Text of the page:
Dual diagnosis is a medical term for someone with both a mental health disorder and an addiction or substance use disorder. It’s estimated that nearly 8 million adults in the U.S. suffer from both a mental health disorder and a substance use disorder, which can include alcohol or drug use disorder.
Despite the prevalence of dual diagnosis, only half of those who need dual diagnosis treatment receive it.
This blog post will provide an overview of the statistics related to dual diagnosis so you can understand more about the prevalence of this condition.
What Is Dual Diagnosis?
It is also known as co-occurring disorders, is when an individual experiences a mental health disorder and a substance use disorder simultaneously. This condition can be difficult to diagnose and treat, as the symptoms and treatments may vary greatly from individual to individual.
If you search for dual diagnosis treatment centers near me online, you will likely find several centers that meet your needs.
However, it’s important to understand the basic statistics behind dual diagnosis to provide better support and treatment for those struggling with this condition. Here are three statistics of dual diagnosis that you need to know.
What Is the Most Common Dual Diagnosis?
One of the most common combinations of dual diagnoses is depression and substance use disorder. Around 9.5 million people have both depression and substance use disorder, according to recent data from The Substance Abuse and Mental Health Services Administration (SAMHSA).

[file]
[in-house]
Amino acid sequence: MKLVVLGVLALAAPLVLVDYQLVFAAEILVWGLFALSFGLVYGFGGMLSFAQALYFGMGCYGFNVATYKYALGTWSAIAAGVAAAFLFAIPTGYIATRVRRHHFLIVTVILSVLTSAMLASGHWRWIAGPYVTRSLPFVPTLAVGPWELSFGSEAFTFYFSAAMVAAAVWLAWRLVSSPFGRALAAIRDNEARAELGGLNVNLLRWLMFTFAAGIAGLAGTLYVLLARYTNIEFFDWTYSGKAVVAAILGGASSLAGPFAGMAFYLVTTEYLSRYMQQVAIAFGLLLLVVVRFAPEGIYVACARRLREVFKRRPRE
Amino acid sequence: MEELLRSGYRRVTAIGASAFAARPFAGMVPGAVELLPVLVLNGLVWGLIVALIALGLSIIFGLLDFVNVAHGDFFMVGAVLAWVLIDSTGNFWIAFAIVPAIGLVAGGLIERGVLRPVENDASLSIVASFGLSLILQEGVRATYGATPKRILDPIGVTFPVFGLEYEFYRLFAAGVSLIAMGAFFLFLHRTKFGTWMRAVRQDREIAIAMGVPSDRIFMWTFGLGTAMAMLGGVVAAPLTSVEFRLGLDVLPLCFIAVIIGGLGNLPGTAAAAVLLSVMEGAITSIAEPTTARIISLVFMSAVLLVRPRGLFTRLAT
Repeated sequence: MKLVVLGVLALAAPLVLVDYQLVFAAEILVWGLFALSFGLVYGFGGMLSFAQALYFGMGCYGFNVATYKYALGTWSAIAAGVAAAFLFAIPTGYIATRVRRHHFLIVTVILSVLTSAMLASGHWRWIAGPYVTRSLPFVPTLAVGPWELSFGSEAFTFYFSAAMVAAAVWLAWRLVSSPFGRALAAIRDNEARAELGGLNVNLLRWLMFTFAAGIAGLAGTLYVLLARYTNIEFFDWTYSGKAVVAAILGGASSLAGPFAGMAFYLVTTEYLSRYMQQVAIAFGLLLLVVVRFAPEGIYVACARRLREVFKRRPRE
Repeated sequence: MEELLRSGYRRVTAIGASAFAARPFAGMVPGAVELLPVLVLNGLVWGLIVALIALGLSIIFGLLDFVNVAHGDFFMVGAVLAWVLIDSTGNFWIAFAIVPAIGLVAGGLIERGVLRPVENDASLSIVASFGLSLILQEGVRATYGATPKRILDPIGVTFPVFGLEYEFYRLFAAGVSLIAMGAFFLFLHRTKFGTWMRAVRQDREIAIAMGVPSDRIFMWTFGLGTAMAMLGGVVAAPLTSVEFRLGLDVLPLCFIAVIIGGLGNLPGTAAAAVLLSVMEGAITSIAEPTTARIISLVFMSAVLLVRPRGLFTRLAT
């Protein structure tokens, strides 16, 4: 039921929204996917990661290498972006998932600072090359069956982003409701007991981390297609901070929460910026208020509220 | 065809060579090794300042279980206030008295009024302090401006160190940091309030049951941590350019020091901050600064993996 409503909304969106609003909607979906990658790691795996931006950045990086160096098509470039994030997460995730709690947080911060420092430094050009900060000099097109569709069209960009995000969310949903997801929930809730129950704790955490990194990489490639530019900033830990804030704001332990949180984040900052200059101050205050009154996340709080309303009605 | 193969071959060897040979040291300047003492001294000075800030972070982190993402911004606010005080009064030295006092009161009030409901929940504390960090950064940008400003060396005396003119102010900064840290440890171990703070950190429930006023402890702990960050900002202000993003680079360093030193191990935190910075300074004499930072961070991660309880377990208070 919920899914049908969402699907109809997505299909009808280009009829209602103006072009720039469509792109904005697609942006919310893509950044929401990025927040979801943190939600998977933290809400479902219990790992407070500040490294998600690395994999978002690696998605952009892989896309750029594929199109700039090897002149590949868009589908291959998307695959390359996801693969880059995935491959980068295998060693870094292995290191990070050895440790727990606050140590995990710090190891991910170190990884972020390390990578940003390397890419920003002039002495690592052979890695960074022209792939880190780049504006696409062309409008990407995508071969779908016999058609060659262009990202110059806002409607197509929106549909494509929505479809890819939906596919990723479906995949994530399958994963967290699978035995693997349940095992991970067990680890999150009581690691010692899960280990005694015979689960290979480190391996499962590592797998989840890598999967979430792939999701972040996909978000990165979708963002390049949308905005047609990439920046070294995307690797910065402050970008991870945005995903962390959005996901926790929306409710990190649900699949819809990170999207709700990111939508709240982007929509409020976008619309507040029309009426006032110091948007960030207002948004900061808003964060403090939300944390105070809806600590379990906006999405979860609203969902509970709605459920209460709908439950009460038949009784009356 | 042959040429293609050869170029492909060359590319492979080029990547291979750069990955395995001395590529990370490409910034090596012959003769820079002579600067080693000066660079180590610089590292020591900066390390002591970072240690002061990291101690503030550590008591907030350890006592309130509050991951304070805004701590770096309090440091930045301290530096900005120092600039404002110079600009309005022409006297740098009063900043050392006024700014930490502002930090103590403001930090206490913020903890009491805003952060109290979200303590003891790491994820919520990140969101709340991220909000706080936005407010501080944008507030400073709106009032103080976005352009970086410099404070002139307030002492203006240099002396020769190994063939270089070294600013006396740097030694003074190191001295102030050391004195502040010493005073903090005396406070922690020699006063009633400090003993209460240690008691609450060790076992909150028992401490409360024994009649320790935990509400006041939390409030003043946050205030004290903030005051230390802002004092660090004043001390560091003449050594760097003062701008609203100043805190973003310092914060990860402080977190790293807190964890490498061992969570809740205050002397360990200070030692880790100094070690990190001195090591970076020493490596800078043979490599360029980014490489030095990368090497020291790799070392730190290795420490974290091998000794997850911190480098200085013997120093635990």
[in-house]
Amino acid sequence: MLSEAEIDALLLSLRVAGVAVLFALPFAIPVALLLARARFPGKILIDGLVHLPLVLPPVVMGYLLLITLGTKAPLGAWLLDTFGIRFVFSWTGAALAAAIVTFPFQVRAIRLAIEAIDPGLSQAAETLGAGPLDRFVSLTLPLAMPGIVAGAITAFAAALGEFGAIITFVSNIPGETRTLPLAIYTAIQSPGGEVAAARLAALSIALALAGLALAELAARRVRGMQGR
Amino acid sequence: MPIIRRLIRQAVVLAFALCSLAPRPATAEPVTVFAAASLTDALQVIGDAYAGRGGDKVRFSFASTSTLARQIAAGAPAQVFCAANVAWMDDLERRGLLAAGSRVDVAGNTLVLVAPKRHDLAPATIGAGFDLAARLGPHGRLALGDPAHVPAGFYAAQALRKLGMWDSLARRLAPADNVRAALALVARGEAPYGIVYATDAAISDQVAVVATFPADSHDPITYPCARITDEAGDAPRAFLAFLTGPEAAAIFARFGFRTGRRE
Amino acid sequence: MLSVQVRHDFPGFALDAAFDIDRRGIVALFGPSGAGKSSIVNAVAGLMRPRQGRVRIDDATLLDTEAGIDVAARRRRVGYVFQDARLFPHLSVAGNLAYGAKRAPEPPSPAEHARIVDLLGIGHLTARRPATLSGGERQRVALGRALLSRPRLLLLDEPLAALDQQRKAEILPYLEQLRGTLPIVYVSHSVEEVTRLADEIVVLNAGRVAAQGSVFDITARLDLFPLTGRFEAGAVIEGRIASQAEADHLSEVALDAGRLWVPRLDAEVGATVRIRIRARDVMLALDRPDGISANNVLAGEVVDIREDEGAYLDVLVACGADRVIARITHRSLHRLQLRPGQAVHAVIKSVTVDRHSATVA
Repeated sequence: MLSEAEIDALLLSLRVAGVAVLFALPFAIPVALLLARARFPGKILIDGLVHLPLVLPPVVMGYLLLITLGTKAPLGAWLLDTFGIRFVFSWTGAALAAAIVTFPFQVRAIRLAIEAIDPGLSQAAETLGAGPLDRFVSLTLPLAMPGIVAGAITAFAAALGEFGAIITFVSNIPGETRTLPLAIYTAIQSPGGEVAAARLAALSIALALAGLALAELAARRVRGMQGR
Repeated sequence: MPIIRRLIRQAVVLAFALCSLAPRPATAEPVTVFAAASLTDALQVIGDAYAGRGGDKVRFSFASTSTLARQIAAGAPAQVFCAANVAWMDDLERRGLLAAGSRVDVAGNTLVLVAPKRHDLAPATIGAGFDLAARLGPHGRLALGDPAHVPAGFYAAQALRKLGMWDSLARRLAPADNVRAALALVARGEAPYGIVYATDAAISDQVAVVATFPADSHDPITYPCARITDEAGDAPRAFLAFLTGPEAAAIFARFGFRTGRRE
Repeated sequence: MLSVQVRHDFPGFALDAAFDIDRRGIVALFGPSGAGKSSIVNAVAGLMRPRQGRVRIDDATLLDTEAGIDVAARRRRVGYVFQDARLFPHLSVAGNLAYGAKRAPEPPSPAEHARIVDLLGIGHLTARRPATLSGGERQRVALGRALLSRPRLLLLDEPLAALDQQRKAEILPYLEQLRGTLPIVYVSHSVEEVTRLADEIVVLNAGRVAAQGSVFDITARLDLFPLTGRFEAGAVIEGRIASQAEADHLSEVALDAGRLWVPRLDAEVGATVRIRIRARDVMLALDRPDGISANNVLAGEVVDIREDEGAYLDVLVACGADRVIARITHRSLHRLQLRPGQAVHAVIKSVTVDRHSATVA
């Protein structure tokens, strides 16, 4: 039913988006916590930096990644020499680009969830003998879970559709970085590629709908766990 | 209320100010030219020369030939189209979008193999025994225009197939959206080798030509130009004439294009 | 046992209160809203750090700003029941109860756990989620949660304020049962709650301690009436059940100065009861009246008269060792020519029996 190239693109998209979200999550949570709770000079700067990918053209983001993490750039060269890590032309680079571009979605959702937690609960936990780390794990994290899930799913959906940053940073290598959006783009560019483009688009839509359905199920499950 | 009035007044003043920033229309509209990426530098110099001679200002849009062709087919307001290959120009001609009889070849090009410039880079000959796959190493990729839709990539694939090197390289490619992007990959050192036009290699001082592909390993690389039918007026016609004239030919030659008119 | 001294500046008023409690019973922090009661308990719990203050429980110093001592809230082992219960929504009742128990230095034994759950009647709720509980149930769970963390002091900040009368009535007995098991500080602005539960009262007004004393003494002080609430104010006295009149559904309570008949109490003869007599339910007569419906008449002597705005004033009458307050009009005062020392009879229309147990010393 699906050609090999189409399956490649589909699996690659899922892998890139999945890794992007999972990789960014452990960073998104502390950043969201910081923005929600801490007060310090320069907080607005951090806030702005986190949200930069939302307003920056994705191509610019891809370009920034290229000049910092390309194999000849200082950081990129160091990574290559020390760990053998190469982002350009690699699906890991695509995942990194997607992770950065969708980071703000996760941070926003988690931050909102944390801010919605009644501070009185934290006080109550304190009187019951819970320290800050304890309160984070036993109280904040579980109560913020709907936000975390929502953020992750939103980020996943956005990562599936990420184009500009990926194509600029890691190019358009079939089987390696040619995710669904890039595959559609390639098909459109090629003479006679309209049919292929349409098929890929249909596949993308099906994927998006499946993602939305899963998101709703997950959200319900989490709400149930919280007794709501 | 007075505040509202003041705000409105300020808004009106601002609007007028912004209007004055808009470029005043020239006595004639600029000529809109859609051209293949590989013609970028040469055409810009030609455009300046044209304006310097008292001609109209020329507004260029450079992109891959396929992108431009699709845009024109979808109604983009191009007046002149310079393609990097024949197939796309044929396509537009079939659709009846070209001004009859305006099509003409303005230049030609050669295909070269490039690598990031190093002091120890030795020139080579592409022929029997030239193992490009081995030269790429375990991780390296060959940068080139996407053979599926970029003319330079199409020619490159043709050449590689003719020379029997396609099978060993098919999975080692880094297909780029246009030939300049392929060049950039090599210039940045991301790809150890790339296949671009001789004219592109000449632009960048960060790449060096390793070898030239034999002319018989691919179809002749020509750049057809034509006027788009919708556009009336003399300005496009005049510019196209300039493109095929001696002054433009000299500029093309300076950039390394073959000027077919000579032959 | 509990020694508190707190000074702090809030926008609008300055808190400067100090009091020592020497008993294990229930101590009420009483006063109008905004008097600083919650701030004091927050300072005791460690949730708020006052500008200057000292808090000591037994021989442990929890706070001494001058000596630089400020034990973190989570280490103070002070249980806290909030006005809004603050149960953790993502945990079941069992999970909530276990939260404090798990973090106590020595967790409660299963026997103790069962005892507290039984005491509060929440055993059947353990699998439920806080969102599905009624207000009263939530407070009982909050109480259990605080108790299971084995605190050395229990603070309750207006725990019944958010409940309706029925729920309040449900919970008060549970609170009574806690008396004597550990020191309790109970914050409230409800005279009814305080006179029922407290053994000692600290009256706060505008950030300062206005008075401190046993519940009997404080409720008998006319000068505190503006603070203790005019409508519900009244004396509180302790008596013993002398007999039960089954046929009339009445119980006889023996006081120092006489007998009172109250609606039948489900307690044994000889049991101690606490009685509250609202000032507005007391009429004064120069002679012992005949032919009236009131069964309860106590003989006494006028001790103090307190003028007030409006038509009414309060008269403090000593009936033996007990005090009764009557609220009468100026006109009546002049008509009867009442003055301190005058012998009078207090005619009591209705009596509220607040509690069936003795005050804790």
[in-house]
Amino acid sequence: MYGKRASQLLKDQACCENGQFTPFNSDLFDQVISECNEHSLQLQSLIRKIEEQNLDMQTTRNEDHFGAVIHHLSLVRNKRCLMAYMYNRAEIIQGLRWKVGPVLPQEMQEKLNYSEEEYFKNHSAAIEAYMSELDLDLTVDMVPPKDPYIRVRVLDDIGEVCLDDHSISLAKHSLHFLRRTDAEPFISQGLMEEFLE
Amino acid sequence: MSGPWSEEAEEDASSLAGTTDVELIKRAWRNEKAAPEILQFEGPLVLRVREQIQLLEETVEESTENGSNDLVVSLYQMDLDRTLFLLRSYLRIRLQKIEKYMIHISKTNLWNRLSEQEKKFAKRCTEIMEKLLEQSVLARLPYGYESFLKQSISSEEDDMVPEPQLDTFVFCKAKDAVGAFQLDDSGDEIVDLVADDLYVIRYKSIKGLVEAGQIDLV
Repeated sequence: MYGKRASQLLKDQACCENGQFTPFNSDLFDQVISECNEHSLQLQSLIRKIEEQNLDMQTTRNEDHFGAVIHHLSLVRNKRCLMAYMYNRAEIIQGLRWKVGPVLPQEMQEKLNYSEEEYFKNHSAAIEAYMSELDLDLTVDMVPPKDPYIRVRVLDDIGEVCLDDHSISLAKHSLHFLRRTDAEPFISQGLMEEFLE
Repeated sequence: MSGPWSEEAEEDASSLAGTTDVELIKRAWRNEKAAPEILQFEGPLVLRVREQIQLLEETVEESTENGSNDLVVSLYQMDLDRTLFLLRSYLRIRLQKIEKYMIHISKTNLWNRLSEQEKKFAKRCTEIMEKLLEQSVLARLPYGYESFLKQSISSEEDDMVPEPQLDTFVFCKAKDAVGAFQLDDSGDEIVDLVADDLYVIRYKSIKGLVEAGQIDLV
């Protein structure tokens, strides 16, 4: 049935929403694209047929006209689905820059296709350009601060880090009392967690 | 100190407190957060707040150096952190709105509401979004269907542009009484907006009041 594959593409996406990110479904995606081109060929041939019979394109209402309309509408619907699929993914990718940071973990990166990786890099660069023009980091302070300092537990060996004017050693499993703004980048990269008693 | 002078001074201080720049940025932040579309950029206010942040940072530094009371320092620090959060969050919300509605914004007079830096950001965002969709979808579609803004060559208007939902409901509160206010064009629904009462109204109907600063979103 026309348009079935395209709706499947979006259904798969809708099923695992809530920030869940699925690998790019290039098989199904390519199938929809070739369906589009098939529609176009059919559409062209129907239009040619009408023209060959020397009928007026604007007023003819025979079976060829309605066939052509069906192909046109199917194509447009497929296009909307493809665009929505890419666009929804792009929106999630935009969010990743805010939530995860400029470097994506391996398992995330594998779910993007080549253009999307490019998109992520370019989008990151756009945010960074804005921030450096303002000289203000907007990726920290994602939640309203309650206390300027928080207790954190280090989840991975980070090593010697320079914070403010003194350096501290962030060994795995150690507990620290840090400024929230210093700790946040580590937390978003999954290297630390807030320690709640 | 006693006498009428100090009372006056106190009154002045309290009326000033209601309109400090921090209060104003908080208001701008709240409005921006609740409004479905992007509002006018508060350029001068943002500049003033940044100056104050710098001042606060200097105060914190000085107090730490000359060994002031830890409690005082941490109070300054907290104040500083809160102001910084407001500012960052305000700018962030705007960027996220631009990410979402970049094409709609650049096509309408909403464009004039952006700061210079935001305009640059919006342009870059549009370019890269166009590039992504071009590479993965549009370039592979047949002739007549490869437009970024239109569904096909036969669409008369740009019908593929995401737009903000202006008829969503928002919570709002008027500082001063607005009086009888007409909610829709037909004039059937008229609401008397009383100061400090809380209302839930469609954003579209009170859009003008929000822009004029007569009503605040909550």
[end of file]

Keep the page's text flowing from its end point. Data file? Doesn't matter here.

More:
Alcohol use disorder is one of the most commonly associated diagnoses with depression, followed by nicotine dependence and marijuana use disorder. Additionally, individuals with bipolar disorder were found to have a higher rate of co-occurring substance use disorders than those without bipolar disorder.
3 Statistics of Dual Diagnosis You Need To Know
1. Over 17 Million Adults Had a Mental Health Disorder In the Last Year
Over 17 million adults in the United States had a mental health disorder in the past year. This statistic reflects the immense need for treatment and support for those with mental health issues. Common mental health disorders include depression, anxiety, bipolar disorder, and schizophrenia. Each of these conditions can seriously affect individuals and their families, making treatment and support all the more important.
For many, there is an additional layer to the complexity of their mental health disorder. Dual diagnosis is when an individual has a co-occurring disorder of alcoholism or substance abuse in addition to their mental health disorder. It’s estimated that around 4 million people with a mental health disorder also have a co-occurring disorder of alcoholism or substance abuse.
These figures are significant as many individuals are not receiving the care they need and deserve. In fact, according to the Substance Abuse and Mental Health Services Administration (SAMHSA), over 50% of those in need of dual diagnosis treatment fail to receive it. More must be done to ensure individuals receive the right treatment and support to address mental health and substance use disorders.
2. 4 Million of those With a Mental Health Disorder Had a Co-Occurring Disorder of Alcoholism or Substance Abuse
There were 4 million people aged 18 and older in 2022 who had a mental health disorder and a co-occurring disorder of alcoholism or substance abuse.